House Passes Bill to Ban Federal Gov't Funding for Abortion

Rep. Chris Smith, R-N.J., speaks at a press conference at the National Press Club in Washington, D.C. on January 11, 2017.
Rep. Chris Smith, R-N.J., speaks at a press conference at the National Press Club in Washington, D.C. on January 11, 2017. | (Photo: The Christian Post / Samuel Smith)

The House of Representatives passed a bill Tuesday that would put into law a ban on taxpayer funding of abortion in most circumstances.

H.R. 7 passed the House with the support of 235 Republican members and 3 Democrats, while 183 Democrat members voted against it. Eleven members, 4 Republicans and 7 Democrats, did not vote on the bill.

The bill will need to passed in the Senate and signed by the president for it to become law. 

Also called the "No Taxpayer Funding for Abortion and Abortion Insurance Full Disclosure Act of 2017" and authored by New Jersey Representative Chris Smith, H.R. 7 codifies the Hyde Amendment, a provision which prohibited the usage of federal funds for abortion except in instances of rape, incest, or health of the mother.

The bill would also stop federal funding for abortion coverage in the Affordable Care Act, or "Obamacare." 

"H.R. 7 prohibits premium tax credits and cost-sharing subsidies authorized under the Patient Protection and Affordable Care Act (PPACA) from being granted for health plans that include elective abortion coverage. H.R. 7 also prohibits small business tax credits authorized under PPACA for health plans offered by an employer that include elective abortion coverage," explained the Republican Policy Committee.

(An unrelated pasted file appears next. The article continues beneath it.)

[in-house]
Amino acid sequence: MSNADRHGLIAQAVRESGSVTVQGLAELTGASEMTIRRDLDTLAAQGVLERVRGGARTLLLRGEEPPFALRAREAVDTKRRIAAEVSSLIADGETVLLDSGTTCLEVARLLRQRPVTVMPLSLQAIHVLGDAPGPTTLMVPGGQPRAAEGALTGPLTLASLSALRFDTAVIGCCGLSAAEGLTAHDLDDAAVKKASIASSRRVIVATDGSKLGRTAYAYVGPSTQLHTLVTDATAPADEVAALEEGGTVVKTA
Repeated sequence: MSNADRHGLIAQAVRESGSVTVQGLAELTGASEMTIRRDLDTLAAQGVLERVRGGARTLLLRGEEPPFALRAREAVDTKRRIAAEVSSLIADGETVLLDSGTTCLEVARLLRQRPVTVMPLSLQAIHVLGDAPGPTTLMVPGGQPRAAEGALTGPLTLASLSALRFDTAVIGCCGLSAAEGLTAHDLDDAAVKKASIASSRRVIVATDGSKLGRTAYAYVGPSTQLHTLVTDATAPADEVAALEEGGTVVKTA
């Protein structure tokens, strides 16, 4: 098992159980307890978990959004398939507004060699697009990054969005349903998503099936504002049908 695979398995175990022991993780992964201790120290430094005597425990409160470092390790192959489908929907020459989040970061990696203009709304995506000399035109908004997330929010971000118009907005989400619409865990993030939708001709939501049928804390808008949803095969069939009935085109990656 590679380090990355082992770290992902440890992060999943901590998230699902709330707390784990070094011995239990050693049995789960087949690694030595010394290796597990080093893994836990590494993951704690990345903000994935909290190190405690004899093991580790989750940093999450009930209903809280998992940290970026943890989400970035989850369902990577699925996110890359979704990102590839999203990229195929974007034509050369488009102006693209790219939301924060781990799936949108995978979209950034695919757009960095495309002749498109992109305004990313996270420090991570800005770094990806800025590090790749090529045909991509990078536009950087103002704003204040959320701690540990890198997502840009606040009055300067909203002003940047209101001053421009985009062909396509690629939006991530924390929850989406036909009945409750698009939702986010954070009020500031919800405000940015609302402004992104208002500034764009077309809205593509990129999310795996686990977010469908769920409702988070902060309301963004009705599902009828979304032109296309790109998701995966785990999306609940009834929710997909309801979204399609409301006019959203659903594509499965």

Credit :

"H.R. 7 does not prohibit individuals from purchasing separate abortion coverage, or employers from offering separate abortion coverage, as long as tax credits and cost-sharing subsidies are not received for such coverage. In addition, H.R. 7 prohibits Office of Personnel Management-contracted multi-state plans from including elective abortion, altering the current structure that requires only one plan to exclude abortion."

The timing of H.R. 7's passage in the House comes as Republicans in Congress have a new president who ran on a pro-life platform and has already acted upon said campaign promises.

By contrast, during the Barack Obama administration, bills passed by Congress in favor of banning late term abortions or defunding Planned Parenthood were guaranteed a veto from the White House.

"Passage came one day after President Trump issued an executive action prohibiting the use of taxpayer funds for nongovernmental organizations that provide abortion services or support abortion rights," reported The Hill.

"It also falls three days before the annual March for Life to protest the Roe v. Wade Supreme Court decision, which had its 44th anniversary over the weekend."

In response to the House passing H.R. 7, the National Right to Life Committee released a statement celebrating the bill's progress.

"With today's vote, we are one step closer to getting the federal government out of the business of paying for abortion once and for all," stated NRLC President Carol Tobias.

"The 183 House members who voted against the bill will be firmly marked as supporters of federal funding for elective abortion."

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